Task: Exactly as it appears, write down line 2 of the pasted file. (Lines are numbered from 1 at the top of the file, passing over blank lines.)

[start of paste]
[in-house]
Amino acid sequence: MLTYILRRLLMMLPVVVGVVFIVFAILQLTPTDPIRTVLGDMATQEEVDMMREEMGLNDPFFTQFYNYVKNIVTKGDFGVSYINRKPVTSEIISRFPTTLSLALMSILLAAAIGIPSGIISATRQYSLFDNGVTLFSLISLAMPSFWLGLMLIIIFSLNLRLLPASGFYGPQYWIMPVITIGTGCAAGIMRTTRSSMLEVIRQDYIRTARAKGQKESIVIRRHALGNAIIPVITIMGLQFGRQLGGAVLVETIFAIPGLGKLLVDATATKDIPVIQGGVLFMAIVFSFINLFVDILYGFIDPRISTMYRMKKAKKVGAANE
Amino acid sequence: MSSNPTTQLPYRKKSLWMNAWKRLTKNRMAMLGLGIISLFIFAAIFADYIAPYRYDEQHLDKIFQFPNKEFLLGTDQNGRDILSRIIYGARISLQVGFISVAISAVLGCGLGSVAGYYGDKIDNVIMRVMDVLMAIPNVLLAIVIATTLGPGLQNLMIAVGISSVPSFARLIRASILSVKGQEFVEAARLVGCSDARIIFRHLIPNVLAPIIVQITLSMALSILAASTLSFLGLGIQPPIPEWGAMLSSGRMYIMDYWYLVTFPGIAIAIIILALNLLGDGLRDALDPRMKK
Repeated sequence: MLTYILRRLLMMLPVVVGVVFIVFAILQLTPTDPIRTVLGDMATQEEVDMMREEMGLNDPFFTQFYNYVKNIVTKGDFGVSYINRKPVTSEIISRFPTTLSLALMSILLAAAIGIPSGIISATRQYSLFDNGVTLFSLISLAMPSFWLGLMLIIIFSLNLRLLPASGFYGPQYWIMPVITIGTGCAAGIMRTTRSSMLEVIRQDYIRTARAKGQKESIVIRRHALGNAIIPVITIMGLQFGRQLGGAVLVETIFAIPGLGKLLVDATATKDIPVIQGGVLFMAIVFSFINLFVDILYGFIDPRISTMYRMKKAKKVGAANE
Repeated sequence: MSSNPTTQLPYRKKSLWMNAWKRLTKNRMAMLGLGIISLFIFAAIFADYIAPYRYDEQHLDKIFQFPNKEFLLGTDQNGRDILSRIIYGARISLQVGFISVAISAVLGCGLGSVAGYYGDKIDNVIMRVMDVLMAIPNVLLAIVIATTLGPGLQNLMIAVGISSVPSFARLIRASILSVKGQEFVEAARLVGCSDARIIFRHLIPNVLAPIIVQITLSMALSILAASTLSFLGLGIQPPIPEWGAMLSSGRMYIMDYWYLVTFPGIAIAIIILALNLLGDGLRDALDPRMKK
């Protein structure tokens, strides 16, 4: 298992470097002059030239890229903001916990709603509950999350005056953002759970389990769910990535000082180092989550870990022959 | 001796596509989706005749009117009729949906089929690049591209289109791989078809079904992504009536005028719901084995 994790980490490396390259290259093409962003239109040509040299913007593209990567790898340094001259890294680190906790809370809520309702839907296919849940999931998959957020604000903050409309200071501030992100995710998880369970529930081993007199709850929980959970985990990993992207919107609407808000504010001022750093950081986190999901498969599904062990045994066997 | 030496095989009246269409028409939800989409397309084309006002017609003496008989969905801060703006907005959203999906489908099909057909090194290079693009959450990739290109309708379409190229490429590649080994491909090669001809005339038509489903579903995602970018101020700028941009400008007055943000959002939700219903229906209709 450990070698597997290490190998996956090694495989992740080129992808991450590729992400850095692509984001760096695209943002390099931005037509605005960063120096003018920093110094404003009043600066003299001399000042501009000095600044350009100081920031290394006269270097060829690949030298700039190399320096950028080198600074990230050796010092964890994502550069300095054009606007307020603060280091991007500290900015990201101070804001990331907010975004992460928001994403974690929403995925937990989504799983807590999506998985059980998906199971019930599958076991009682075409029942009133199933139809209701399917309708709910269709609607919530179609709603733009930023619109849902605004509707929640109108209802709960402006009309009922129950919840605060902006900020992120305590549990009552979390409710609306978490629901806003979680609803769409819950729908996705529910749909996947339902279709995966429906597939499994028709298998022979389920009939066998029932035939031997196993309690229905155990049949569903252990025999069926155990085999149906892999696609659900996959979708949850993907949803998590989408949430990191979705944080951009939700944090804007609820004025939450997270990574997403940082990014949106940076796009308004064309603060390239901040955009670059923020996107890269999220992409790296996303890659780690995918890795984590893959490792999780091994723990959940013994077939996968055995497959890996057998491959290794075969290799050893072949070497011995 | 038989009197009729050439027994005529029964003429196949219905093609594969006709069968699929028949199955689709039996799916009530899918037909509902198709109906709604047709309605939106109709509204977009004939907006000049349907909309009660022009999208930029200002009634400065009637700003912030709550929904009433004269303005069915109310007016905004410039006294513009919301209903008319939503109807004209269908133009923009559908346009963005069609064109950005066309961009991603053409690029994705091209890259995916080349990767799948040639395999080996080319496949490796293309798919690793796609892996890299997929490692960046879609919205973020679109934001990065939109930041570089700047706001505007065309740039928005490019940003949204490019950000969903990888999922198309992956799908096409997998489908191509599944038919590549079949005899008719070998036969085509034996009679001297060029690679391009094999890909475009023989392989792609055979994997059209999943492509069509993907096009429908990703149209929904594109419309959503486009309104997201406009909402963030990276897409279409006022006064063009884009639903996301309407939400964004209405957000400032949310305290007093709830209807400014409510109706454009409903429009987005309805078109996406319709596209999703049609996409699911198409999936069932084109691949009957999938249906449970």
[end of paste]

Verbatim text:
Amino acid sequence: MLTYILRRLLMMLPVVVGVVFIVFAILQLTPTDPIRTVLGDMATQEEVDMMREEMGLNDPFFTQFYNYVKNIVTKGDFGVSYINRKPVTSEIISRFPTTLSLALMSILLAAAIGIPSGIISATRQYSLFDNGVTLFSLISLAMPSFWLGLMLIIIFSLNLRLLPASGFYGPQYWIMPVITIGTGCAAGIMRTTRSSMLEVIRQDYIRTARAKGQKESIVIRRHALGNAIIPVITIMGLQFGRQLGGAVLVETIFAIPGLGKLLVDATATKDIPVIQGGVLFMAIVFSFINLFVDILYGFIDPRISTMYRMKKAKKVGAANE